Analogy and relative homonymy: Aristotle and St. Thomas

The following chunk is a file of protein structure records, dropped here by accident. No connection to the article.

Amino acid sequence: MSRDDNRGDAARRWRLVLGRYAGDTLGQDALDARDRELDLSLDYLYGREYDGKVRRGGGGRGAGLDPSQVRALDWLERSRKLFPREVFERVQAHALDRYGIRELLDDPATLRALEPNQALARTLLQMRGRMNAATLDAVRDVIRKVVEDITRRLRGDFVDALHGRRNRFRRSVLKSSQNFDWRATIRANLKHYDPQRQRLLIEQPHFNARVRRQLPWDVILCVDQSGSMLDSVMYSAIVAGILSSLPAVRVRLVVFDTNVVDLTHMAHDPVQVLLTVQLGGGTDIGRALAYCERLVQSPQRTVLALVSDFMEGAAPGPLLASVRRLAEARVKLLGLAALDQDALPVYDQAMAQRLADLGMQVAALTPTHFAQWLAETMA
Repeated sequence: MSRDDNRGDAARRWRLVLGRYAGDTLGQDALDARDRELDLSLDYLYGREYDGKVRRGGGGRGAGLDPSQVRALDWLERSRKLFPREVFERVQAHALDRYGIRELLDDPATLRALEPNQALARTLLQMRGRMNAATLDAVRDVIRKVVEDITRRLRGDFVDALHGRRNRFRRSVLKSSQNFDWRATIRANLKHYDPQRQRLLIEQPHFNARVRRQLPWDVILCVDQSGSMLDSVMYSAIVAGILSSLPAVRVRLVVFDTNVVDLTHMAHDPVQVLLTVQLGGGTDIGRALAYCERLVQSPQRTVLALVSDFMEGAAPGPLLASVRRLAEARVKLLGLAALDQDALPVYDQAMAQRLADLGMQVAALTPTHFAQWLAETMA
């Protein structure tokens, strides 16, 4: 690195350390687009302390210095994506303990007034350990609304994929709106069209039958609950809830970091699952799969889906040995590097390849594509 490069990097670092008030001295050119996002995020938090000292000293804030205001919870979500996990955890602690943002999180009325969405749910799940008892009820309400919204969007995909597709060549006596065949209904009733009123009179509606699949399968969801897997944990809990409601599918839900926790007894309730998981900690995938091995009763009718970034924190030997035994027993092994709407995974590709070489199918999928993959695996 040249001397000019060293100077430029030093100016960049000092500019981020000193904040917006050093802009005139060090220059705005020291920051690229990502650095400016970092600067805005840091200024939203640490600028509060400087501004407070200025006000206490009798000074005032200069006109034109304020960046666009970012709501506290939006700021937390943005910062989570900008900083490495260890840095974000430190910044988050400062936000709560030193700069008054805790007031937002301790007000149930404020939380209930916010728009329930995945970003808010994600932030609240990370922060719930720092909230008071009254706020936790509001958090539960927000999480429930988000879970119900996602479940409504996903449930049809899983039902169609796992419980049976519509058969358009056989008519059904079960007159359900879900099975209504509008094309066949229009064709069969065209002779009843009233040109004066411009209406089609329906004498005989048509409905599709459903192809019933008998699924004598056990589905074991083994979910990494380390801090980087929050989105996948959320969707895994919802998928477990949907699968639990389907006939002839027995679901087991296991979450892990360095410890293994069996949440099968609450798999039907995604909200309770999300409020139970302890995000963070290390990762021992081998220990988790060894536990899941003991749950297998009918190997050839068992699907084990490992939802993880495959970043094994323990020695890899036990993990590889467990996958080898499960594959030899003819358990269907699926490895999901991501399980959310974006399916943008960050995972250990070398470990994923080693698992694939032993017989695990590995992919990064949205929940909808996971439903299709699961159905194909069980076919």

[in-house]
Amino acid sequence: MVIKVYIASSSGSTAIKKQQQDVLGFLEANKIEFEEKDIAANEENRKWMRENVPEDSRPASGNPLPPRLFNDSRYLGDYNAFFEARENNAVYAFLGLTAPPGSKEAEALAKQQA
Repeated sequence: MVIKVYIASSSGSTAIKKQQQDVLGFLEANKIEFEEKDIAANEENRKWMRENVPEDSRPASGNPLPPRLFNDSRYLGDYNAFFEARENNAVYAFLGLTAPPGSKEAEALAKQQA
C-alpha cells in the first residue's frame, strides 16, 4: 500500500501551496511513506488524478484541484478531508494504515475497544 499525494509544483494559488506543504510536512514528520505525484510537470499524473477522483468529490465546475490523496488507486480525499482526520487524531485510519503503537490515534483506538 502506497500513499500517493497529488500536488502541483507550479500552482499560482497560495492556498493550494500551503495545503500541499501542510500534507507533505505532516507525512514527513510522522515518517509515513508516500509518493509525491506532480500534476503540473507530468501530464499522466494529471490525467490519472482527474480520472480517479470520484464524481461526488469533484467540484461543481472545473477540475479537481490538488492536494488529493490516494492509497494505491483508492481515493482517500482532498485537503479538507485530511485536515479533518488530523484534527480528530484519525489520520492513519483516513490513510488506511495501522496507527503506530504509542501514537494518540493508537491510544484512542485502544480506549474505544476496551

The term analogia or proportio appears in St. Thomas’s commentaries on Aristotle’s works, in connection with the Aristotelian doctrine of analogy, and it is linked to relative homonymy. It seems that a rather original synthesis may be found which cannot be ascribed to the Stagirite. The two Aristotelian elements may both be easily identified in St. Thomas’s thought, but they are no longer clearly distinguishable. In fact, in St. Thomas, the Aristotelian omonimia pros en appears to be linked to analogia in an original way. For St. Thomas the term analogy acquires a wider meaning than in Aristotle and in the Hellenic world. He defines as analogy also that which the Stagirite defines as ὁμωνυμἱα πρὁς ἕν and ἀφ’ ἑνὀς. There is no longer a clear separation between the analogical relationship and the one established by relative homonymy. So, proportionality and reference to a prime reality cannot be separated in St. Thomas. The unity which is established on the basis of the identity of relations and that which is developed due to the different relations to a prime thing are not completely distinguishable. Both share the same name and the reference to a ratio princeps.